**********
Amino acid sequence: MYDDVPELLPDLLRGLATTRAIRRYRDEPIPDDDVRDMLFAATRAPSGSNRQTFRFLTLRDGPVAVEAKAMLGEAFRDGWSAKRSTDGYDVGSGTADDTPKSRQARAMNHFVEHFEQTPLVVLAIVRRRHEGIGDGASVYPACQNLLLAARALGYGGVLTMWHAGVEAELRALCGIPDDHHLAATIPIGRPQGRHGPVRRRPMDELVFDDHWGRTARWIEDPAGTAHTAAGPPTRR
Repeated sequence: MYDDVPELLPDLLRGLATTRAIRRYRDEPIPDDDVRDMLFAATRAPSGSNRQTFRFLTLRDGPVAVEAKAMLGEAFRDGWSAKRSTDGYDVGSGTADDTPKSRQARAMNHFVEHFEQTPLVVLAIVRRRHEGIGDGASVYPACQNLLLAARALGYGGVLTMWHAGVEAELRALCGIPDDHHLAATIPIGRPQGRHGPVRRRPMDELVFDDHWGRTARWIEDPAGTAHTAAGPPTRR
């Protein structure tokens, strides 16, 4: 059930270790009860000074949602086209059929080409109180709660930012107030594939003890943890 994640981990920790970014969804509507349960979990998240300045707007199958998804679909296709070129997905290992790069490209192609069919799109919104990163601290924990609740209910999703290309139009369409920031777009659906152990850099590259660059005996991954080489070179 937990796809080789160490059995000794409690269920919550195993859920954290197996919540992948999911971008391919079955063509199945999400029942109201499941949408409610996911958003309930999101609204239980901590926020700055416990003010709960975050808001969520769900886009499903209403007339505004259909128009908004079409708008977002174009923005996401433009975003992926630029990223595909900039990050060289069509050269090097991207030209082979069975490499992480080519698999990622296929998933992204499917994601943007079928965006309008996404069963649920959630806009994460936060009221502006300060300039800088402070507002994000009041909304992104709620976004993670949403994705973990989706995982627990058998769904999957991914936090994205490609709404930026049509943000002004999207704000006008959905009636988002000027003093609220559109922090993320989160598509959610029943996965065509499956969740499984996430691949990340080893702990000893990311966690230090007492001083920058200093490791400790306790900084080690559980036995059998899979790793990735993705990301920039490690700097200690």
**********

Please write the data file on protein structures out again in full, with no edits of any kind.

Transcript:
Amino acid sequence: MYDDVPELLPDLLRGLATTRAIRRYRDEPIPDDDVRDMLFAATRAPSGSNRQTFRFLTLRDGPVAVEAKAMLGEAFRDGWSAKRSTDGYDVGSGTADDTPKSRQARAMNHFVEHFEQTPLVVLAIVRRRHEGIGDGASVYPACQNLLLAARALGYGGVLTMWHAGVEAELRALCGIPDDHHLAATIPIGRPQGRHGPVRRRPMDELVFDDHWGRTARWIEDPAGTAHTAAGPPTRR
Repeated sequence: MYDDVPELLPDLLRGLATTRAIRRYRDEPIPDDDVRDMLFAATRAPSGSNRQTFRFLTLRDGPVAVEAKAMLGEAFRDGWSAKRSTDGYDVGSGTADDTPKSRQARAMNHFVEHFEQTPLVVLAIVRRRHEGIGDGASVYPACQNLLLAARALGYGGVLTMWHAGVEAELRALCGIPDDHHLAATIPIGRPQGRHGPVRRRPMDELVFDDHWGRTARWIEDPAGTAHTAAGPPTRR
């Protein structure tokens, strides 16, 4: 059930270790009860000074949602086209059929080409109180709660930012107030594939003890943890 994640981990920790970014969804509507349960979990998240300045707007199958998804679909296709070129997905290992790069490209192609069919799109919104990163601290924990609740209910999703290309139009369409920031777009659906152990850099590259660059005996991954080489070179 937990796809080789160490059995000794409690269920919550195993859920954290197996919540992948999911971008391919079955063509199945999400029942109201499941949408409610996911958003309930999101609204239980901590926020700055416990003010709960975050808001969520769900886009499903209403007339505004259909128009908004079409708008977002174009923005996401433009975003992926630029990223595909900039990050060289069509050269090097991207030209082979069975490499992480080519698999990622296929998933992204499917994601943007079928965006309008996404069963649920959630806009994460936060009221502006300060300039800088402070507002994000009041909304992104709620976004993670949403994705973990989706995982627990058998769904999957991914936090994205490609709404930026049509943000002004999207704000006008959905009636988002000027003093609220559109922090993320989160598509959610029943996965065509499956969740499984996430691949990340080893702990000893990311966690230090007492001083920058200093490791400790306790900084080690559980036995059998899979790793990735993705990301920039490690700097200690």